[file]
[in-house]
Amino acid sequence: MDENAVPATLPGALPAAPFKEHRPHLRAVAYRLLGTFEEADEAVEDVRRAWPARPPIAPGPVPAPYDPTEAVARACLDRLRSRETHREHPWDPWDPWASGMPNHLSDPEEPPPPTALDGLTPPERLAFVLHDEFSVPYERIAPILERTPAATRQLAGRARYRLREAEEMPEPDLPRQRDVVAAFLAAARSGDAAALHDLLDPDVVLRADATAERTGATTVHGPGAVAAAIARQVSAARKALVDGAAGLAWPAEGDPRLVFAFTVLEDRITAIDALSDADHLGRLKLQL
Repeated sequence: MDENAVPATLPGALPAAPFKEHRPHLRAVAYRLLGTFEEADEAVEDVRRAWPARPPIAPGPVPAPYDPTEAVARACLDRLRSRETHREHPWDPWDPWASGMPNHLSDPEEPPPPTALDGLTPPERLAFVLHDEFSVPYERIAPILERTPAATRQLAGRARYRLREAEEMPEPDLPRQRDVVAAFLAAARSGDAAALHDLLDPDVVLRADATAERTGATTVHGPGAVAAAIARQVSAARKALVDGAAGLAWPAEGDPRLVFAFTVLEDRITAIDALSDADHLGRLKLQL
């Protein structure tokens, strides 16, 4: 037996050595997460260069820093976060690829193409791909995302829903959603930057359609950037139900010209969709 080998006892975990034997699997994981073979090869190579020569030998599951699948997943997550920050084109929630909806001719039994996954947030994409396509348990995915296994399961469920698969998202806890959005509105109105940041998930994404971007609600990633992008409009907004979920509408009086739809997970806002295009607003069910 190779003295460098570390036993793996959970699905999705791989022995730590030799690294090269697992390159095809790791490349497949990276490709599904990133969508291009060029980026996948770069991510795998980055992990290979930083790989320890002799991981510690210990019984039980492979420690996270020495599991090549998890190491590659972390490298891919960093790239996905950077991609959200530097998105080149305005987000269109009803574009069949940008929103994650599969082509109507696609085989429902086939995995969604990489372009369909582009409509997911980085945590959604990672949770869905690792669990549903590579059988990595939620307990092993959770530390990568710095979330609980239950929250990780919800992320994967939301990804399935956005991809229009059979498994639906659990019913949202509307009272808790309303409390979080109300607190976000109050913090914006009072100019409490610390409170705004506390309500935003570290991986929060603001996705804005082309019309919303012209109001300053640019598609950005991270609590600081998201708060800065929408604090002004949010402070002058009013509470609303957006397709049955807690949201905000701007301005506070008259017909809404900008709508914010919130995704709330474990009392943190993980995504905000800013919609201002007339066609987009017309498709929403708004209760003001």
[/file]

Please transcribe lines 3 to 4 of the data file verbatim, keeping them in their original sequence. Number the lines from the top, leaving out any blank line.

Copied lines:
Repeated sequence: MDENAVPATLPGALPAAPFKEHRPHLRAVAYRLLGTFEEADEAVEDVRRAWPARPPIAPGPVPAPYDPTEAVARACLDRLRSRETHREHPWDPWDPWASGMPNHLSDPEEPPPPTALDGLTPPERLAFVLHDEFSVPYERIAPILERTPAATRQLAGRARYRLREAEEMPEPDLPRQRDVVAAFLAAARSGDAAALHDLLDPDVVLRADATAERTGATTVHGPGAVAAAIARQVSAARKALVDGAAGLAWPAEGDPRLVFAFTVLEDRITAIDALSDADHLGRLKLQL
């Protein structure tokens, strides 16, 4: 037996050595997460260069820093976060690829193409791909995302829903959603930057359609950037139900010209969709 080998006892975990034997699997994981073979090869190579020569030998599951699948997943997550920050084109929630909806001719039994996954947030994409396509348990995915296994399961469920698969998202806890959005509105109105940041998930994404971007609600990633992008409009907004979920509408009086739809997970806002295009607003069910 190779003295460098570390036993793996959970699905999705791989022995730590030799690294090269697992390159095809790791490349497949990276490709599904990133969508291009060029980026996948770069991510795998980055992990290979930083790989320890002799991981510690210990019984039980492979420690996270020495599991090549998890190491590659972390490298891919960093790239996905950077991609959200530097998105080149305005987000269109009803574009069949940008929103994650599969082509109507696609085989429902086939995995969604990489372009369909582009409509997911980085945590959604990672949770869905690792669990549903590579059988990595939620307990092993959770530390990568710095979330609980239950929250990780919800992320994967939301990804399935956005991809229009059979498994639906659990019913949202509307009272808790309303409390979080109300607190976000109050913090914006009072100019409490610390409170705004506390309500935003570290991986929060603001996705804005082309019309919303012209109001300053640019598609950005991270609590600081998201708060800065929408604090002004949010402070002058009013509470609303957006397709049955807690949201905000701007301005506070008259017909809404900008709508914010919130995704709330474990009392943190993980995504905000800013919609201002007339066609987009017309498709929403708004209760003001």